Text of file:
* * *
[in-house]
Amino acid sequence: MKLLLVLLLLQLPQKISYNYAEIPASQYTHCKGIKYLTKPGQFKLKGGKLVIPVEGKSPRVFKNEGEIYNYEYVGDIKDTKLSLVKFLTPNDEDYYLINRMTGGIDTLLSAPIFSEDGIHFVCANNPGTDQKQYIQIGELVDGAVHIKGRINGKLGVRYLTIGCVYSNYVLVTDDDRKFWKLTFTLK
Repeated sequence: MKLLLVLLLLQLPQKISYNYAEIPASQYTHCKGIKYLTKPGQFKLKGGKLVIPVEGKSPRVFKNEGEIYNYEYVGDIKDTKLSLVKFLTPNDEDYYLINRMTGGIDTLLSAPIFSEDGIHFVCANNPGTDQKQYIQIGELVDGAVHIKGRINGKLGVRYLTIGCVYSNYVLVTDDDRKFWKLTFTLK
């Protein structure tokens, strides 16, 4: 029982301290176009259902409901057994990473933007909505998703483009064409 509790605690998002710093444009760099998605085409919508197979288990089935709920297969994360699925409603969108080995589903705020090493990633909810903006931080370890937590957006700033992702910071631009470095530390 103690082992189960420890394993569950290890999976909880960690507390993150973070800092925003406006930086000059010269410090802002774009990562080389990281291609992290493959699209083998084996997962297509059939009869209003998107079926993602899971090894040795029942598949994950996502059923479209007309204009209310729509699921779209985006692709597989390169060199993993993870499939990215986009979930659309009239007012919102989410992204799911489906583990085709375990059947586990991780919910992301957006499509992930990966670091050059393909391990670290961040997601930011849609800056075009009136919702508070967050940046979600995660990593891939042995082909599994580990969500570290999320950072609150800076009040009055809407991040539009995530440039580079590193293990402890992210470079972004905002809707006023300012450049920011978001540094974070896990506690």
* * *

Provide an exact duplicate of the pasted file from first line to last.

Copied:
[in-house]
Amino acid sequence: MKLLLVLLLLQLPQKISYNYAEIPASQYTHCKGIKYLTKPGQFKLKGGKLVIPVEGKSPRVFKNEGEIYNYEYVGDIKDTKLSLVKFLTPNDEDYYLINRMTGGIDTLLSAPIFSEDGIHFVCANNPGTDQKQYIQIGELVDGAVHIKGRINGKLGVRYLTIGCVYSNYVLVTDDDRKFWKLTFTLK
Repeated sequence: MKLLLVLLLLQLPQKISYNYAEIPASQYTHCKGIKYLTKPGQFKLKGGKLVIPVEGKSPRVFKNEGEIYNYEYVGDIKDTKLSLVKFLTPNDEDYYLINRMTGGIDTLLSAPIFSEDGIHFVCANNPGTDQKQYIQIGELVDGAVHIKGRINGKLGVRYLTIGCVYSNYVLVTDDDRKFWKLTFTLK
């Protein structure tokens, strides 16, 4: 029982301290176009259902409901057994990473933007909505998703483009064409 509790605690998002710093444009760099998605085409919508197979288990089935709920297969994360699925409603969108080995589903705020090493990633909810903006931080370890937590957006700033992702910071631009470095530390 103690082992189960420890394993569950290890999976909880960690507390993150973070800092925003406006930086000059010269410090802002774009990562080389990281291609992290493959699209083998084996997962297509059939009869209003998107079926993602899971090894040795029942598949994950996502059923479209007309204009209310729509699921779209985006692709597989390169060199993993993870499939990215986009979930659309009239007012919102989410992204799911489906583990085709375990059947586990991780919910992301957006499509992930990966670091050059393909391990670290961040997601930011849609800056075009009136919702508070967050940046979600995660990593891939042995082909599994580990969500570290999320950072609150800076009040009055809407991040539009995530440039580079590193293990402890992210470079972004905002809707006023300012450049920011978001540094974070896990506690």